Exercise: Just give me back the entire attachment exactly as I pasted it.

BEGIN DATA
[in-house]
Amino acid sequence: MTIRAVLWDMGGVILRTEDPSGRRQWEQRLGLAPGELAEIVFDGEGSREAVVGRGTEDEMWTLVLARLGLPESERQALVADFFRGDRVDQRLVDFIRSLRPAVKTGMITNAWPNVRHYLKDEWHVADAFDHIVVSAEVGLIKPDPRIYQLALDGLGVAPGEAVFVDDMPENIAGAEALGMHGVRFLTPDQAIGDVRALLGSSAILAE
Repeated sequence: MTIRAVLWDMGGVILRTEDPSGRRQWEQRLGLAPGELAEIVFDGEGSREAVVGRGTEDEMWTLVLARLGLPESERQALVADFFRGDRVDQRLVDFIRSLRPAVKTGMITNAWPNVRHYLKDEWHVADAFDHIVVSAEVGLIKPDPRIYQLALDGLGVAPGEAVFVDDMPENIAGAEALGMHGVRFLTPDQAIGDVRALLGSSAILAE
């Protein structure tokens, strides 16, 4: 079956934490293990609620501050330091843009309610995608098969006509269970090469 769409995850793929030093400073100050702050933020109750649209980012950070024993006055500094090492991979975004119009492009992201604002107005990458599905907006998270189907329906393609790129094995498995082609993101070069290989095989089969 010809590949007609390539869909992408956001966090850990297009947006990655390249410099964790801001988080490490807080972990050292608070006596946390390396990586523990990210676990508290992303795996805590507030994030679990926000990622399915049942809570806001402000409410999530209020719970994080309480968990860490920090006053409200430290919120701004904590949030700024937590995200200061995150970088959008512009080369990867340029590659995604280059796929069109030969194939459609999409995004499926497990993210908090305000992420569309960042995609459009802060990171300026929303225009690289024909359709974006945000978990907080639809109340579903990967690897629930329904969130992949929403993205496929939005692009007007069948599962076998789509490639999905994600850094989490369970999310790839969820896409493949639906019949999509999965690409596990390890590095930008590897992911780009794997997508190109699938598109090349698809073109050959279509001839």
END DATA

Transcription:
[in-house]
Amino acid sequence: MTIRAVLWDMGGVILRTEDPSGRRQWEQRLGLAPGELAEIVFDGEGSREAVVGRGTEDEMWTLVLARLGLPESERQALVADFFRGDRVDQRLVDFIRSLRPAVKTGMITNAWPNVRHYLKDEWHVADAFDHIVVSAEVGLIKPDPRIYQLALDGLGVAPGEAVFVDDMPENIAGAEALGMHGVRFLTPDQAIGDVRALLGSSAILAE
Repeated sequence: MTIRAVLWDMGGVILRTEDPSGRRQWEQRLGLAPGELAEIVFDGEGSREAVVGRGTEDEMWTLVLARLGLPESERQALVADFFRGDRVDQRLVDFIRSLRPAVKTGMITNAWPNVRHYLKDEWHVADAFDHIVVSAEVGLIKPDPRIYQLALDGLGVAPGEAVFVDDMPENIAGAEALGMHGVRFLTPDQAIGDVRALLGSSAILAE
């Protein structure tokens, strides 16, 4: 079956934490293990609620501050330091843009309610995608098969006509269970090469 769409995850793929030093400073100050702050933020109750649209980012950070024993006055500094090492991979975004119009492009992201604002107005990458599905907006998270189907329906393609790129094995498995082609993101070069290989095989089969 010809590949007609390539869909992408956001966090850990297009947006990655390249410099964790801001988080490490807080972990050292608070006596946390390396990586523990990210676990508290992303795996805590507030994030679990926000990622399915049942809570806001402000409410999530209020719970994080309480968990860490920090006053409200430290919120701004904590949030700024937590995200200061995150970088959008512009080369990867340029590659995604280059796929069109030969194939459609999409995004499926497990993210908090305000992420569309960042995609459009802060990171300026929303225009690289024909359709974006945000978990907080639809109340579903990967690897629930329904969130992949929403993205496929939005692009007007069948599962076998789509490639999905994600850094989490369970999310790839969820896409493949639906019949999509999965690409596990390890590095930008590897992911780009794997997508190109699938598109090349698809073109050959279509001839």